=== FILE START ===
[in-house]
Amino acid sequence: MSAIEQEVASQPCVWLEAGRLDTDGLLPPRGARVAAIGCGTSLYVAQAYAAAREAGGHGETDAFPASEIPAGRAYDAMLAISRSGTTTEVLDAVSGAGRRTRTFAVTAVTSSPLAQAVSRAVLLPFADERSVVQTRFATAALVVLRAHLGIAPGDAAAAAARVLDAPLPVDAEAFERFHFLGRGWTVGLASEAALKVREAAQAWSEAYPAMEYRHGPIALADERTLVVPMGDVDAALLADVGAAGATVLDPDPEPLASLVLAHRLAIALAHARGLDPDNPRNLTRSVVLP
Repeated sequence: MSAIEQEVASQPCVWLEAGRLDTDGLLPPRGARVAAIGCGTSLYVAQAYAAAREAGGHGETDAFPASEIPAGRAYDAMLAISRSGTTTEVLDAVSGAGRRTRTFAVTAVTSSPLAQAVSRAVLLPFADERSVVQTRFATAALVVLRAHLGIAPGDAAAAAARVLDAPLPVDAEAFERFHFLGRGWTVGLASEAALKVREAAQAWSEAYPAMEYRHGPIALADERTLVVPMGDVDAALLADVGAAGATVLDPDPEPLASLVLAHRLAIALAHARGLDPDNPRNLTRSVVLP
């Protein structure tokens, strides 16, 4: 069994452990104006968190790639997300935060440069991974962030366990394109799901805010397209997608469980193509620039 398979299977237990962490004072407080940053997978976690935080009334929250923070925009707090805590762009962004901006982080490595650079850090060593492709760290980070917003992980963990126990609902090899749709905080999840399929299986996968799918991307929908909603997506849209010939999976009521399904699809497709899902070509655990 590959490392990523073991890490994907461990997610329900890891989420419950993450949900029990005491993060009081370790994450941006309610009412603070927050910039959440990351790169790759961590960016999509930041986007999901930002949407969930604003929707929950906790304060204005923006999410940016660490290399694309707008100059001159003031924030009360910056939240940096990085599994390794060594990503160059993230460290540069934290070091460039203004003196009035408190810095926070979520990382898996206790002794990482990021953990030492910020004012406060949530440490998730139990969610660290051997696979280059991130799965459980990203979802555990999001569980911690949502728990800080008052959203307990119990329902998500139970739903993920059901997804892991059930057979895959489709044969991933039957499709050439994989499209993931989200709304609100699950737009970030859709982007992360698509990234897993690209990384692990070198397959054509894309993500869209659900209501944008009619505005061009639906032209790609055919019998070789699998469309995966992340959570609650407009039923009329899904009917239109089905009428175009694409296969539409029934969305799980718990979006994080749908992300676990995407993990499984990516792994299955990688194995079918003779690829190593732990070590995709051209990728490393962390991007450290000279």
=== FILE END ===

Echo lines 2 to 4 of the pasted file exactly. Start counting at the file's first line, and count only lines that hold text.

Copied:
Amino acid sequence: MSAIEQEVASQPCVWLEAGRLDTDGLLPPRGARVAAIGCGTSLYVAQAYAAAREAGGHGETDAFPASEIPAGRAYDAMLAISRSGTTTEVLDAVSGAGRRTRTFAVTAVTSSPLAQAVSRAVLLPFADERSVVQTRFATAALVVLRAHLGIAPGDAAAAAARVLDAPLPVDAEAFERFHFLGRGWTVGLASEAALKVREAAQAWSEAYPAMEYRHGPIALADERTLVVPMGDVDAALLADVGAAGATVLDPDPEPLASLVLAHRLAIALAHARGLDPDNPRNLTRSVVLP
Repeated sequence: MSAIEQEVASQPCVWLEAGRLDTDGLLPPRGARVAAIGCGTSLYVAQAYAAAREAGGHGETDAFPASEIPAGRAYDAMLAISRSGTTTEVLDAVSGAGRRTRTFAVTAVTSSPLAQAVSRAVLLPFADERSVVQTRFATAALVVLRAHLGIAPGDAAAAAARVLDAPLPVDAEAFERFHFLGRGWTVGLASEAALKVREAAQAWSEAYPAMEYRHGPIALADERTLVVPMGDVDAALLADVGAAGATVLDPDPEPLASLVLAHRLAIALAHARGLDPDNPRNLTRSVVLP
């Protein structure tokens, strides 16, 4: 069994452990104006968190790639997300935060440069991974962030366990394109799901805010397209997608469980193509620039 398979299977237990962490004072407080940053997978976690935080009334929250923070925009707090805590762009962004901006982080490595650079850090060593492709760290980070917003992980963990126990609902090899749709905080999840399929299986996968799918991307929908909603997506849209010939999976009521399904699809497709899902070509655990 590959490392990523073991890490994907461990997610329900890891989420419950993450949900029990005491993060009081370790994450941006309610009412603070927050910039959440990351790169790759961590960016999509930041986007999901930002949407969930604003929707929950906790304060204005923006999410940016660490290399694309707008100059001159003031924030009360910056939240940096990085599994390794060594990503160059993230460290540069934290070091460039203004003196009035408190810095926070979520990382898996206790002794990482990021953990030492910020004012406060949530440490998730139990969610660290051997696979280059991130799965459980990203979802555990999001569980911690949502728990800080008052959203307990119990329902998500139970739903993920059901997804892991059930057979895959489709044969991933039957499709050439994989499209993931989200709304609100699950737009970030859709982007992360698509990234897993690209990384692990070198397959054509894309993500869209659900209501944008009619505005061009639906032209790609055919019998070789699998469309995966992340959570609650407009039923009329899904009917239109089905009428175009694409296969539409029934969305799980718990979006994080749908992300676990995407993990499984990516792994299955990688194995079918003779690829190593732990070590995709051209990728490393962390991007450290000279």